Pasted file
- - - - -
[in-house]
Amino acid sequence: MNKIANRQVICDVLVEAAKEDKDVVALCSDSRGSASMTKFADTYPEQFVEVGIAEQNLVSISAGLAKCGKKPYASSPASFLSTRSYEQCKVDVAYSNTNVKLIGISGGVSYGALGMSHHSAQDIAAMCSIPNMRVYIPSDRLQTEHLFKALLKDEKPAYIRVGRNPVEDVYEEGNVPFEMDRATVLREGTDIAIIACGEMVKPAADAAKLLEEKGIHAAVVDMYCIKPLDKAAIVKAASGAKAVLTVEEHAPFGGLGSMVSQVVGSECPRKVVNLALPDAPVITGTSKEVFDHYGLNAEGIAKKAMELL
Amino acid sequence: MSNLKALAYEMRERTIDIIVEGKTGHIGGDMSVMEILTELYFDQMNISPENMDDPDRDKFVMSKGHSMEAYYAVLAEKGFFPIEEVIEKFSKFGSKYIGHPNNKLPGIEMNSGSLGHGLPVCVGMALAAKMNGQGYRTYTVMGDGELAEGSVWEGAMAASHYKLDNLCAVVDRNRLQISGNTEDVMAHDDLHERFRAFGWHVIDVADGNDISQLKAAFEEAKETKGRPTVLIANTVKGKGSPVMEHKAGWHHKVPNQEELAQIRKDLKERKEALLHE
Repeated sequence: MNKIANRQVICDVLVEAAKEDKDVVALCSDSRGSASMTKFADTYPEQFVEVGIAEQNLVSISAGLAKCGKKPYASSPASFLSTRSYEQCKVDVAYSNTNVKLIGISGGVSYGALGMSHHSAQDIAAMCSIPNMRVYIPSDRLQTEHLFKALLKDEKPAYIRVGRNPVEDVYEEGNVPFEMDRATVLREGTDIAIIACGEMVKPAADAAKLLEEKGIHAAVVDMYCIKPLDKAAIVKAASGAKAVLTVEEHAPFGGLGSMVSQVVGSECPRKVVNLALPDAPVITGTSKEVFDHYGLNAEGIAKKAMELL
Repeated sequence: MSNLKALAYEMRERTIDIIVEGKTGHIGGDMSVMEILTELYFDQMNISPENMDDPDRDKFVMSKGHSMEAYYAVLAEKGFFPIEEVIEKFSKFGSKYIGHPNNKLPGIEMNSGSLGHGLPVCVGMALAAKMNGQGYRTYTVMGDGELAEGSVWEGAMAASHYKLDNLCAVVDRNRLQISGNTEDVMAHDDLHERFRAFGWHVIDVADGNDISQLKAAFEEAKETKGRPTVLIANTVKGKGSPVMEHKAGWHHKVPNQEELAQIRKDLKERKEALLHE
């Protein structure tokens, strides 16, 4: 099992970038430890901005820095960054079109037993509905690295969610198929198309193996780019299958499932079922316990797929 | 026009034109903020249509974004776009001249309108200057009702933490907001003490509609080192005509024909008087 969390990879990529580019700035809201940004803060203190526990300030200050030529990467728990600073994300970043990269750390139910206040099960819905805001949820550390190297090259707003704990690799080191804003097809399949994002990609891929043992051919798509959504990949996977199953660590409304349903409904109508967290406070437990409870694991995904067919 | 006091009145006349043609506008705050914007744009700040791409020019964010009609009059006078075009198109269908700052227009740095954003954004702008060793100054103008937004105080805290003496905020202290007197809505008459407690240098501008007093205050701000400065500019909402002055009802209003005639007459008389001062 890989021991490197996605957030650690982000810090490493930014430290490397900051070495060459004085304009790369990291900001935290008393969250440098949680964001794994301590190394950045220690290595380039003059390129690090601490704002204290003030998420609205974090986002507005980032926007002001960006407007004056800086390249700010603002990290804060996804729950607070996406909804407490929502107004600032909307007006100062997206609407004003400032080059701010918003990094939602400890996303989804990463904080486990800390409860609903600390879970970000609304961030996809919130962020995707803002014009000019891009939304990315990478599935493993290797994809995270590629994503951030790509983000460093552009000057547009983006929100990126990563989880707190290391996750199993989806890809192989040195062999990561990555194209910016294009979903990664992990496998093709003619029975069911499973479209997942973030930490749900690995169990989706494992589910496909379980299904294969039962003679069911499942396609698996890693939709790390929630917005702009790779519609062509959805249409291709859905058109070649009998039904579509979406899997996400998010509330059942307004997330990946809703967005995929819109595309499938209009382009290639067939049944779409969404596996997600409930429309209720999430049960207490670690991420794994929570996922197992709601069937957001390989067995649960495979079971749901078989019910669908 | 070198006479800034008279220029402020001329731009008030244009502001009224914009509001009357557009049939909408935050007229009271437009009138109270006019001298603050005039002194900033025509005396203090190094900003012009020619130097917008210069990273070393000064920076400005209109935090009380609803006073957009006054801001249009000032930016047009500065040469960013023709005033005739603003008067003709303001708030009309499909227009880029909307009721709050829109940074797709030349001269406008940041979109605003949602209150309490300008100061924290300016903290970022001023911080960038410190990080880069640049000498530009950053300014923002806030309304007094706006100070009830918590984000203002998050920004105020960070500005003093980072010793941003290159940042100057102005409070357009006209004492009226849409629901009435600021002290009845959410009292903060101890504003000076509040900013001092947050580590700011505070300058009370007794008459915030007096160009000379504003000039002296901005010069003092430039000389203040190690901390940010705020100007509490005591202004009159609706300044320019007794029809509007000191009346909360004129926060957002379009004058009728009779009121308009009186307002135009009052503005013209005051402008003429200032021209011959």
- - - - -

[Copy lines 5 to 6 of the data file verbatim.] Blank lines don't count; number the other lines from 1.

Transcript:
Repeated sequence: MSNLKALAYEMRERTIDIIVEGKTGHIGGDMSVMEILTELYFDQMNISPENMDDPDRDKFVMSKGHSMEAYYAVLAEKGFFPIEEVIEKFSKFGSKYIGHPNNKLPGIEMNSGSLGHGLPVCVGMALAAKMNGQGYRTYTVMGDGELAEGSVWEGAMAASHYKLDNLCAVVDRNRLQISGNTEDVMAHDDLHERFRAFGWHVIDVADGNDISQLKAAFEEAKETKGRPTVLIANTVKGKGSPVMEHKAGWHHKVPNQEELAQIRKDLKERKEALLHE
């Protein structure tokens, strides 16, 4: 099992970038430890901005820095960054079109037993509905690295969610198929198309193996780019299958499932079922316990797929 | 026009034109903020249509974004776009001249309108200057009702933490907001003490509609080192005509024909008087 969390990879990529580019700035809201940004803060203190526990300030200050030529990467728990600073994300970043990269750390139910206040099960819905805001949820550390190297090259707003704990690799080191804003097809399949994002990609891929043992051919798509959504990949996977199953660590409304349903409904109508967290406070437990409870694991995904067919 | 006091009145006349043609506008705050914007744009700040791409020019964010009609009059006078075009198109269908700052227009740095954003954004702008060793100054103008937004105080805290003496905020202290007197809505008459407690240098501008007093205050701000400065500019909402002055009802209003005639007459008389001062 890989021991490197996605957030650690982000810090490493930014430290490397900051070495060459004085304009790369990291900001935290008393969250440098949680964001794994301590190394950045220690290595380039003059390129690090601490704002204290003030998420609205974090986002507005980032926007002001960006407007004056800086390249700010603002990290804060996804729950607070996406909804407490929502107004600032909307007006100062997206609407004003400032080059701010918003990094939602400890996303989804990463904080486990800390409860609903600390879970970000609304961030996809919130962020995707803002014009000019891009939304990315990478599935493993290797994809995270590629994503951030790509983000460093552009000057547009983006929100990126990563989880707190290391996750199993989806890809192989040195062999990561990555194209910016294009979903990664992990496998093709003619029975069911499973479209997942973030930490749900690995169990989706494992589910496909379980299904294969039962003679069911499942396609698996890693939709790390929630917005702009790779519609062509959805249409291709859905058109070649009998039904579509979406899997996400998010509330059942307004997330990946809703967005995929819109595309499938209009382009290639067939049944779409969404596996997600409930429309209720999430049960207490670690991420794994929570996922197992709601069937957001390989067995649960495979079971749901078989019910669908 | 070198006479800034008279220029402020001329731009008030244009502001009224914009509001009357557009049939909408935050007229009271437009009138109270006019001298603050005039002194900033025509005396203090190094900003012009020619130097917008210069990273070393000064920076400005209109935090009380609803006073957009006054801001249009000032930016047009500065040469960013023709005033005739603003008067003709303001708030009309499909227009880029909307009721709050829109940074797709030349001269406008940041979109605003949602209150309490300008100061924290300016903290970022001023911080960038410190990080880069640049000498530009950053300014923002806030309304007094706006100070009830918590984000203002998050920004105020960070500005003093980072010793941003290159940042100057102005409070357009006209004492009226849409629901009435600021002290009845959410009292903060101890504003000076509040900013001092947050580590700011505070300058009370007794008459915030007096160009000379504003000039002296901005010069003092430039000389203040190690901390940010705020100007509490005591202004009159609706300044320019007794029809509007000191009346909360004129926060957002379009004058009728009779009121308009009186307002135009009052503005013209005051402008003429200032021209011959």